• hydrocele - (Greek, hydro = water, coele/koilia = cavity) a fluid-filled cavity of either testis or spermatic cord, where peritoneal fluid passes into a patent processus vaginalis.
  • hydrocolpos - Clinical condition caused by accumulation of fluid in the vagina due to developmental obstruction by either an imperforate hymen or a transverse vaginal septum. Associated complications include: multiple urinary tract infections, hydrocolpos infection, sepsis, failure to thrive, ruptured hydrocolpos, and development of hydronephrosis in previously normal kidneys.
  • hydrosalpinx - (Greek, hydro = water + salpinx = trumpet) Accumulation of interstitial fluid (edematous) in either one or both blocked uterine tubes or fallopian tubes due to a previous tubal infection. (Salpinx refers to the trumpet shape of the uterine tube. This blockage can impact upon maternal fertility and may require in vitro fertilization (IVF) techniques for reproduction.
  • hypospadias - A male external genital abnormality resulting from a failure of male urogenital folds to fuse in various regions and are therefore classified by the location of the opening meatus). This is the most common penis abnormality (1 in 300) and one of the highest in the list of frequently reported birth defects. (More? hypospadias)
  • infundibulum - The uterus funnel-shaped initial segment of uterine tube (oviduct or Fallopian tube) opening into peritoneal cavity and connected to the ampulla. The peritoneal opening sitting over the ovary.
  • inguinal canal - The anatomical pathway for male testes descent from the abdominal cavity (fetal) into the scrotum.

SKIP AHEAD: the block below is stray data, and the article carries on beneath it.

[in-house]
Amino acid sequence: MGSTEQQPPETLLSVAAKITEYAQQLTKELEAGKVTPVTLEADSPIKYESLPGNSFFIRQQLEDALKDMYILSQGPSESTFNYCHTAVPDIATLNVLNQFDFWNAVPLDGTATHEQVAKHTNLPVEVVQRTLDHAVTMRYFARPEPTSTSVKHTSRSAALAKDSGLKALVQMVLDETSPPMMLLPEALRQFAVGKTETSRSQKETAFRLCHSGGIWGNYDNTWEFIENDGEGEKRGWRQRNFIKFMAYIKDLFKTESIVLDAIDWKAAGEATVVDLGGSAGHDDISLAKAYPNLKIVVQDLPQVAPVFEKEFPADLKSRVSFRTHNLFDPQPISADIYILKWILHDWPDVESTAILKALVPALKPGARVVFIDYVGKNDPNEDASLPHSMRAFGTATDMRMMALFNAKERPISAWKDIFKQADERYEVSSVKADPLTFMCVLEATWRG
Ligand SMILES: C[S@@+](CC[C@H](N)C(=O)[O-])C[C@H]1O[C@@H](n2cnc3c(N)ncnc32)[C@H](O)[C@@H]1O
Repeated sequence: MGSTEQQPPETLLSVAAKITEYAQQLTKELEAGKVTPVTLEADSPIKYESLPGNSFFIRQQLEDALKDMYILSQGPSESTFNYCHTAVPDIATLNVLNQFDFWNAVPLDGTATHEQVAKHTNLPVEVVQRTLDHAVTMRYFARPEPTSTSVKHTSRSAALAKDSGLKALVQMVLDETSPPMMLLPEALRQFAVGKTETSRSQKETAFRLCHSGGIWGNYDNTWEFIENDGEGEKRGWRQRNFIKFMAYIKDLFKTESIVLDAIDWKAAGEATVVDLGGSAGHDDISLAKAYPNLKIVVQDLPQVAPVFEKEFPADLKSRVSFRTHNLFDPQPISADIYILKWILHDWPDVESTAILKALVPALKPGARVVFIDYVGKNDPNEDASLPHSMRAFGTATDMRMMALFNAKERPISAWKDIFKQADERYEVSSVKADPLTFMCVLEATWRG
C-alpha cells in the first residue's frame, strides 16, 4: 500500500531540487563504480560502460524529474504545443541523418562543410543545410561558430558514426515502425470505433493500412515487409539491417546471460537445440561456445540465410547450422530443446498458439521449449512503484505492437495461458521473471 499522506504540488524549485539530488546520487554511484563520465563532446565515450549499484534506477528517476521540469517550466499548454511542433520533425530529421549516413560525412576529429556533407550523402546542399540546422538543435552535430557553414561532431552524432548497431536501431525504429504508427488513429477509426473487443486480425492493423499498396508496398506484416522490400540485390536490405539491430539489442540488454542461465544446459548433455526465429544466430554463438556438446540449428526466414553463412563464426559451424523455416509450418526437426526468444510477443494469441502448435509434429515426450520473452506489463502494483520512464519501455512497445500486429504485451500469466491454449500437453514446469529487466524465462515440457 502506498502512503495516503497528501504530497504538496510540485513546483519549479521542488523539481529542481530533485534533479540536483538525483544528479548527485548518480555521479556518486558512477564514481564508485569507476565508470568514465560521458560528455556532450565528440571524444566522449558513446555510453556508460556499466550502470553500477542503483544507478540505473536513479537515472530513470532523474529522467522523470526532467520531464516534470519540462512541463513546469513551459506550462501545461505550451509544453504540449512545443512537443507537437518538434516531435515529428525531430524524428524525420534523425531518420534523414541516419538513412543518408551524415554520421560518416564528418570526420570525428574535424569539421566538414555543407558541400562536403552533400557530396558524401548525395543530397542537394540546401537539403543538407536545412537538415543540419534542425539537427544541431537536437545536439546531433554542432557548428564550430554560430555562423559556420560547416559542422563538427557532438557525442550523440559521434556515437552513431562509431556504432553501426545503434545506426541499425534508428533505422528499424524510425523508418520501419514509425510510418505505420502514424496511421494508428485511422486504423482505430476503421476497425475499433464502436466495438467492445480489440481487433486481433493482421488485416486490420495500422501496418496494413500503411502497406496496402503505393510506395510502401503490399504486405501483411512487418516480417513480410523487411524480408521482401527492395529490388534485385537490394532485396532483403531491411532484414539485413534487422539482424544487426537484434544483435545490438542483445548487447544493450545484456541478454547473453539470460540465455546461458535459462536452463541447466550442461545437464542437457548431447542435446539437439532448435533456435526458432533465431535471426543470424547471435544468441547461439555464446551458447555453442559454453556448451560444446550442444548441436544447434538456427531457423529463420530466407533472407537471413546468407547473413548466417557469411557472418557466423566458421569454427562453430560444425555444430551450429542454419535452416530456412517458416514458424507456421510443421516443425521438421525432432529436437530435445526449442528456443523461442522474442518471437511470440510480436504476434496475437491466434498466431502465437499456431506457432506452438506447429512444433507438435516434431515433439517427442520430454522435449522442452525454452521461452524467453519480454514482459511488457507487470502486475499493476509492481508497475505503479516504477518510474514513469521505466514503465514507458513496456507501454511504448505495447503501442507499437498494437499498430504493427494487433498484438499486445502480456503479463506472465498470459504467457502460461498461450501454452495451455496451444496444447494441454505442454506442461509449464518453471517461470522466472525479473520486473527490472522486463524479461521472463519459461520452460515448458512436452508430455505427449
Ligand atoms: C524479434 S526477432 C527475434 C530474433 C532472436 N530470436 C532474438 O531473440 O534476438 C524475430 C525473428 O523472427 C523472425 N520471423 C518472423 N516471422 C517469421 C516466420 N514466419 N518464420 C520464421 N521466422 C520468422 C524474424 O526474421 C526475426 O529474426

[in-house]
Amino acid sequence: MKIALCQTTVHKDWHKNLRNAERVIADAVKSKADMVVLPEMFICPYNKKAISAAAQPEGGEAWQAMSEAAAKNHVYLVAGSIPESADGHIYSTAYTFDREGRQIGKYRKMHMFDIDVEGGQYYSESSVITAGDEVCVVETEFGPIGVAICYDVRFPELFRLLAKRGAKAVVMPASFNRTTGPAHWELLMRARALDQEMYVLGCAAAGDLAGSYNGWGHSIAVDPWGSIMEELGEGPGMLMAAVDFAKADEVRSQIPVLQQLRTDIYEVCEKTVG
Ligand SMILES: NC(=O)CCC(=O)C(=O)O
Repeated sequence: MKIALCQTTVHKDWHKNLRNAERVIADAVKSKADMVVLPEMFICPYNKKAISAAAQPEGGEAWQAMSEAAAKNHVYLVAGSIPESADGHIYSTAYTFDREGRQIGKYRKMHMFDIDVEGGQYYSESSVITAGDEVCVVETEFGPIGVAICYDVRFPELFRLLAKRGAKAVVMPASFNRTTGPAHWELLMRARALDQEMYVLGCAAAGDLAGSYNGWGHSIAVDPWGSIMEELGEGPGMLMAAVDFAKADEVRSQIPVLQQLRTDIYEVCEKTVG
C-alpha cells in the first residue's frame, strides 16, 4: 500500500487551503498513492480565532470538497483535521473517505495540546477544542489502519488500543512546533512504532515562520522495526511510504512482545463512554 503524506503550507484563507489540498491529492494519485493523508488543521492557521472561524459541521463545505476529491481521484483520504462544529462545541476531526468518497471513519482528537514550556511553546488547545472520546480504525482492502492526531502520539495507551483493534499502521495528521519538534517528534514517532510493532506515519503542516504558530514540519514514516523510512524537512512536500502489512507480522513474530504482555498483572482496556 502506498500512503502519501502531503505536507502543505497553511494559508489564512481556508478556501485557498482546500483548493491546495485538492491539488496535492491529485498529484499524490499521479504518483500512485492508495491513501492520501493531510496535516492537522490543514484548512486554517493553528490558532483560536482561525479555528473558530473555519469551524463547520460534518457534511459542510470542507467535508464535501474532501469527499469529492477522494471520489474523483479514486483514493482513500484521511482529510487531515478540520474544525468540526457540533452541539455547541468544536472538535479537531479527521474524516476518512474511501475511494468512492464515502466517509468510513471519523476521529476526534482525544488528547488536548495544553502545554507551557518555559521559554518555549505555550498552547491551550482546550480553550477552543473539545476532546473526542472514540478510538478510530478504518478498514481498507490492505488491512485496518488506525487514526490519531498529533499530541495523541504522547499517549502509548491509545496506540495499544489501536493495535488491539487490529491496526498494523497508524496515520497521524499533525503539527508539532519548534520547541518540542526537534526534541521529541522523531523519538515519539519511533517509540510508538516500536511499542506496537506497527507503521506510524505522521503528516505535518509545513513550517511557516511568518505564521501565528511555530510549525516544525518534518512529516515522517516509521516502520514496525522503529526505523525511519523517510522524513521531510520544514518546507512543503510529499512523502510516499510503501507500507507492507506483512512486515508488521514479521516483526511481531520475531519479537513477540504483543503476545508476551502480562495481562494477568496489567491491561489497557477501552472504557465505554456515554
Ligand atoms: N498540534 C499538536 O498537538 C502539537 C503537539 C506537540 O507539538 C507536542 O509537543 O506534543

• interstitial cell - (Leydig cell) Male gonad (testis) cell that secrete the androgen testosterone, beginning in the fetus. Required for internal and external male genital development.
  • Leydig cell - (interstitial cell) Male gonad (testis) cell that secrete the androgen testosterone, beginning in the fetus. These cells are named after Franz von Leydig (1821 - 1908) a German scientist who histologically described these cells.
  • ligamentum teres - (ligamentum teres uteri, Hunter's ligament) The round ligament of uterus which maintains the ventral uterine position.
  • luteinizing hormone - (LH, gonadotropin, lutropin, Interstitial Cell Stimulating Hormone, ICSH) Glycoprotein hormone releasd from anterior pituitary hormone that acts on the gonad and has a role in male and female reproduction. In female, increase in concentration during the menstrual cycle triggers ovulation (release of the oocyte). In male, stimulates testis interstital cell (Leydig cell) production of testosterone. Gonadotrophins have been used clinically in humans for the treatment of female infertility.
  • Mayer-Rokitansky-Kuster-Hauser syndrome - (MRKH) Abnormality of development of the female genital tract: partial or complete absence (agenesis) of the uterus; absent or hypoplastic vagina; normal fallopian tubes, ovaries, normal external genitalia and normal female chromosome pattern (46, XX). Has an incidence of approximately 1 in 4500 newborn girls and has been associated with a microdeletion at 17q12.
  • mediastinum testis - (Latin, medialis = middle) A single conical mass of connective tissue within the testis (male gonad) which extends from the tunica albuginea (cortical thick capsule surrounding the testis) into the seminiferous tubule region (medullary). Embedded within this connective tissue are the rete testis component of the duct conduction system for spermatozoa.